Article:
Dogurai Lets Its Developers Chase The Games Of Their Youth



Dogurai was born out of a Game Boy Jam entry, but moreso out of the days the developers spent watching cartoons and playing games as kids. Starring an anthropomorphic animal hero, the game sets out to recapture that silliness and wild nature of the media they grew up with.


Siliconera spoke with the developers of Dogurai to talk about what drew them to make the game and why a dog samurai is the best hero for the job. 




Where did the concept for Dogurai come from? Why turn a dog into a samurai?

Matheus Almeida, Programmer for Dogurai: The initial idea was to make a 2d sidescroller where we would pay homage to old platforming games we loved and enjoyed as kids. In Dogurai, we wanted to focus on presenting an interesting character like the ones we used to see in Saturday morning cartoons or in games that came out at that time, so why not a dog samurai? People have been enjoying the idea a lot so far!

What’s the story behind Dogurai?

All the police and army forces were replaced by robots in a promise to bring safety to everyone, making for everlasting peace. Or it would have, if the guy behind said robots did not have a plan to take over everything with his, now dominant, army of machines.
The protagonist is a retired agent from a long gone dream-team, forced out of retirement because, well, robots are taking over the world!



Dogurai was originally created for GB Jam a few years ago. What made you want to pick up the game again and flesh it out?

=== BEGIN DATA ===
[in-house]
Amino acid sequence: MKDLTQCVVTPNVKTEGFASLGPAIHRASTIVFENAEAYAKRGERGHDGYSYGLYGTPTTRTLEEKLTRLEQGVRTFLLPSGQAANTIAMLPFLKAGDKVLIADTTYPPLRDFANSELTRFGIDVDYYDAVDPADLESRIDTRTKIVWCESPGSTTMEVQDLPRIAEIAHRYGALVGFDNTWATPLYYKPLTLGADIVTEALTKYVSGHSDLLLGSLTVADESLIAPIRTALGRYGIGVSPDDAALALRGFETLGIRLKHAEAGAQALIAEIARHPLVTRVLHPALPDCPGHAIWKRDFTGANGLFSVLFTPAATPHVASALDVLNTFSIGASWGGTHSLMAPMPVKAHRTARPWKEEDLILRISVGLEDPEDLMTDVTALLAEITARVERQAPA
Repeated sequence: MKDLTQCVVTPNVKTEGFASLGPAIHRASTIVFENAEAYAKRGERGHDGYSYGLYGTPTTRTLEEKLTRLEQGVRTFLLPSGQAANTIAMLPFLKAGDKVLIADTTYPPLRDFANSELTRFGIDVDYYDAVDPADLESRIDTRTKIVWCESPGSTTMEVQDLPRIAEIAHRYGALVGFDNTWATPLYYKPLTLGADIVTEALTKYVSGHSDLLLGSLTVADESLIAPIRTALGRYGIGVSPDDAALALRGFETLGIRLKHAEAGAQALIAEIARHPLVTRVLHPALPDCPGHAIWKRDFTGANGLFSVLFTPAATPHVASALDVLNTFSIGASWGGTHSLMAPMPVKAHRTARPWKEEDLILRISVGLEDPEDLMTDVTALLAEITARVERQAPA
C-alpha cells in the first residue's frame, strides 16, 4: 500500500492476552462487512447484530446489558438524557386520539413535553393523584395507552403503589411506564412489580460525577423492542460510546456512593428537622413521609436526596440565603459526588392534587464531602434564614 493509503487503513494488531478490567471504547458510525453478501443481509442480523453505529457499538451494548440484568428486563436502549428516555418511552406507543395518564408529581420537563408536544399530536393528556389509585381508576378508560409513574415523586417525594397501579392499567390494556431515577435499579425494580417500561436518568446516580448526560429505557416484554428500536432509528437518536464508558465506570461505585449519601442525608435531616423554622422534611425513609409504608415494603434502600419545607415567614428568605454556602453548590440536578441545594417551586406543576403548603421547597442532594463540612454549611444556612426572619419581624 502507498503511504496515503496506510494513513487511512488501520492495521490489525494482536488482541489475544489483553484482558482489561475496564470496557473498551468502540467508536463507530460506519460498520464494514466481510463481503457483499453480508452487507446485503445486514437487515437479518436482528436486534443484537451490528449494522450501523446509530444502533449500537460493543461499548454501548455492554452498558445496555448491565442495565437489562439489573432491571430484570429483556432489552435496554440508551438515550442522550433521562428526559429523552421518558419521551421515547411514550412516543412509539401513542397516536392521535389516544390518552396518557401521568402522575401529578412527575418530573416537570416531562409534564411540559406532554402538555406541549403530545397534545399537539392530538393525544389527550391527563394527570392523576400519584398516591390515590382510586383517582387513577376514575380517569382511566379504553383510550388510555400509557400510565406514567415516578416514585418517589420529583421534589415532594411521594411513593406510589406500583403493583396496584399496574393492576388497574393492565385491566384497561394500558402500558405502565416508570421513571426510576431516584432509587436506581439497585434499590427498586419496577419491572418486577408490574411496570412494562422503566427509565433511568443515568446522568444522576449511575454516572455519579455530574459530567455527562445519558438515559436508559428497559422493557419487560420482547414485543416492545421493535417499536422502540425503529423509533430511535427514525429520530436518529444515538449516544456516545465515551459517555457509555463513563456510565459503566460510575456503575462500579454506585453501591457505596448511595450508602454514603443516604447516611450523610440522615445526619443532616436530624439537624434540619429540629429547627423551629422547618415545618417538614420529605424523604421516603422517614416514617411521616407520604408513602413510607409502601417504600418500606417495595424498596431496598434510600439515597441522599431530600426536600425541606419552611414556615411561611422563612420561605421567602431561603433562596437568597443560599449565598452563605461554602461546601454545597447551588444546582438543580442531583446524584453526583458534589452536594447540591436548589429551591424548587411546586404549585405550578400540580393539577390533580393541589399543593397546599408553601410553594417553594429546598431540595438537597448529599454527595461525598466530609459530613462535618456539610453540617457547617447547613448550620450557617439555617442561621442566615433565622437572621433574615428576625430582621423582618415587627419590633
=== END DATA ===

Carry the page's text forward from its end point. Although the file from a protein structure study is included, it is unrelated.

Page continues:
We’ve been wanting to go back to this project and finish it since the game jam, but never got the time to do so. We were also not really sure if people would like it. We then took the project to a local indie convention here and it was really well received. That convinced us it was worthwhile to finish it (also, very heartwarming).

Does working with the Game Boy color palette provide any challenges for what you want to present, visually?

Thiago Portella, Artist: It is certainly a challenge! Both the palette and screen size limitations are very challenging to work with, but they also allow us the chance to experiment a lot with the visuals. Part of that challenge also comes from me intentionally not outlining the sprites, making them blend all together.



Does this limitation affect what you can present with the gameplay?

In that it affects how many things we can put on screen, yes, but I don’t think that’s a bad thing at all. I believe graphics and gameplay have to be tied together and go hand in hand.

You showed off some of Dogurai‘s special moves in the trailer, as well as mecha and motor bikes. What other abilities, rides, and flashy fighting techniques does he have?

Dogurai‘s special abilities will come as different gameplay mechanics. We don’t plan on adding power-ups and different weapons, such as in the classic Mega Man games, but still we wanted to have varied and yet not complicated gameplay, so that’s why we have the bikes and mechas.


The game itself is a love letter to classic platformers and, in that sense, the bikes and mechas are no different. Other than that, Dogurai features all the neat moves you would expect from an action platformer, such as double jumps, low kicks and the ability to deflect enemy projectiles.

Alistair Wong
Very avid gamer with writing tendencies. Fan of Rockman and Pokémon and lots more!